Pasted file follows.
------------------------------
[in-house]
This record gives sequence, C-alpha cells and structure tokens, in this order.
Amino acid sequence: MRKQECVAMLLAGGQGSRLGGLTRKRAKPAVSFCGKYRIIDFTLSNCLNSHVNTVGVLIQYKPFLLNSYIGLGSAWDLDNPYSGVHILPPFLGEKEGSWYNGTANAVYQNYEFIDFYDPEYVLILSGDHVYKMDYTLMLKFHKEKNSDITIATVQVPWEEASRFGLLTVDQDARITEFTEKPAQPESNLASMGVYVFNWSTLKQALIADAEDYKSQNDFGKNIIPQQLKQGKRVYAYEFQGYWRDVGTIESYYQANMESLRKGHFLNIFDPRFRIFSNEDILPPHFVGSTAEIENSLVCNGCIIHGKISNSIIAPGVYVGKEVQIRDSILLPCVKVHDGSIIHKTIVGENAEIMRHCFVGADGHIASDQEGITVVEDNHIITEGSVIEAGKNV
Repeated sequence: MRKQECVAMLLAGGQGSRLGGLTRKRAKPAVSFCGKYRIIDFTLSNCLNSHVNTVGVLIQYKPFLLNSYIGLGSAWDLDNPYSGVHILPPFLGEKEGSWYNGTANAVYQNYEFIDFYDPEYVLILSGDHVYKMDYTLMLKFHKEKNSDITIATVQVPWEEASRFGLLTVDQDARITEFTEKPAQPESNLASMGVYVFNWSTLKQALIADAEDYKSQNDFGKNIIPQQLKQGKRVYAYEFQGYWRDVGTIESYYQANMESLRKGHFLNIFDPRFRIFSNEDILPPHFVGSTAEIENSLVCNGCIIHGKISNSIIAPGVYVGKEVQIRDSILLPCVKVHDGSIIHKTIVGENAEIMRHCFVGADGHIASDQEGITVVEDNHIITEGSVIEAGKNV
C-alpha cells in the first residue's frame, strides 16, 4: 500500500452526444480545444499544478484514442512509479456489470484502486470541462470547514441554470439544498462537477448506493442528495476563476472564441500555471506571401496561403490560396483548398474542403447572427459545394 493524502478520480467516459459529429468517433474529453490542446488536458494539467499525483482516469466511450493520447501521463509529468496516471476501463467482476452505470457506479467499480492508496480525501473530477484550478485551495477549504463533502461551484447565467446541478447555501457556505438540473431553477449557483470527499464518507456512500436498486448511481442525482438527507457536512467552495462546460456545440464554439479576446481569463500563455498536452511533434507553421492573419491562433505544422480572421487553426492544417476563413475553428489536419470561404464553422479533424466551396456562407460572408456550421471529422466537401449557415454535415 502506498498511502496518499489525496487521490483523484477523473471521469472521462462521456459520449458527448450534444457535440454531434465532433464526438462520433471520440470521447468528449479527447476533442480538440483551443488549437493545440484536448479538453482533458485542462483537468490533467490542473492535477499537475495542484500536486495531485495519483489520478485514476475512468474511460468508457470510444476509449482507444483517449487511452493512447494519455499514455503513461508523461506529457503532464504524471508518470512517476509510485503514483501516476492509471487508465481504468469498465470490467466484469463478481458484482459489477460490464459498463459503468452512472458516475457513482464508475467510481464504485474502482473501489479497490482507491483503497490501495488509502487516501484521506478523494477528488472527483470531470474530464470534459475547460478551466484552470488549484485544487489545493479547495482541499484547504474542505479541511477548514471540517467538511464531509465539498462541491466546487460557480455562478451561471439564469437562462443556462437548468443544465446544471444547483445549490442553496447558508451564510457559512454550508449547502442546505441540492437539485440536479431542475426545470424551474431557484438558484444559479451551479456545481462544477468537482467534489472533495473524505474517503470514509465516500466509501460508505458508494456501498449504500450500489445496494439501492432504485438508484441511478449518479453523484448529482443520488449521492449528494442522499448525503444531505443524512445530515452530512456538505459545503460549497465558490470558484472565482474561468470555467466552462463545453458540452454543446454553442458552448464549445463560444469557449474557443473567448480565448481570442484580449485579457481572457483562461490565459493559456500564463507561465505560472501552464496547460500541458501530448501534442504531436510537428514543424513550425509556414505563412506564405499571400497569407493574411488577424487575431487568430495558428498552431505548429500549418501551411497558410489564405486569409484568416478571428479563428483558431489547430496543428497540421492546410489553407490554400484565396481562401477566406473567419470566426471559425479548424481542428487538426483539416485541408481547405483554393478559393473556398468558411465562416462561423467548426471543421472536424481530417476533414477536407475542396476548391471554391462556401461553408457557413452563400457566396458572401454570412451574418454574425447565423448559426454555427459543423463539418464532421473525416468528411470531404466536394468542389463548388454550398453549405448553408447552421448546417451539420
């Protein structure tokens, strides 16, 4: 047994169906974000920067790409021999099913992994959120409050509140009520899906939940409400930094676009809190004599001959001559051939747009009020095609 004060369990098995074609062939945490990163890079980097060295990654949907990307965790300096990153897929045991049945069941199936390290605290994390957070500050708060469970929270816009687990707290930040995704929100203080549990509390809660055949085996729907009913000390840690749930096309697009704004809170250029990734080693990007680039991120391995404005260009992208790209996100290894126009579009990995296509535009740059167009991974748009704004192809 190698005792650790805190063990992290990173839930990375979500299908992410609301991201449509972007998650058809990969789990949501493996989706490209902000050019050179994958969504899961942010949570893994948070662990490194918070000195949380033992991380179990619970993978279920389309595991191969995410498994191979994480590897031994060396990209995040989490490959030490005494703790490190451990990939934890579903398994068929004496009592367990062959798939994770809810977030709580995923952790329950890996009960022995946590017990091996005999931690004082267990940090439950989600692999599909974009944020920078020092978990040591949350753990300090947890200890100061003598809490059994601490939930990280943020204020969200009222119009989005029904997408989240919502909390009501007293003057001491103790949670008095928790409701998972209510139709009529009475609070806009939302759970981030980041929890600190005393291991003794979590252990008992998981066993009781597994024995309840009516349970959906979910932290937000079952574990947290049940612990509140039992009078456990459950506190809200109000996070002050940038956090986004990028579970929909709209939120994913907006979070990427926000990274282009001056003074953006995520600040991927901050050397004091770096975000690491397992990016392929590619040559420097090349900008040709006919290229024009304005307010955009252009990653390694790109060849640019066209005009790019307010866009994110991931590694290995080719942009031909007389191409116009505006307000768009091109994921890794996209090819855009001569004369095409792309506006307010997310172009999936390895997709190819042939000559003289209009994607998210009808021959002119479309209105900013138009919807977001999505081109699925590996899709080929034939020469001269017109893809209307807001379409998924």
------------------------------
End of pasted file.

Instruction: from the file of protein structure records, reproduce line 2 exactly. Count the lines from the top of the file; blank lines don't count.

This record gives sequence, C-alpha cells and structure tokens, in this order.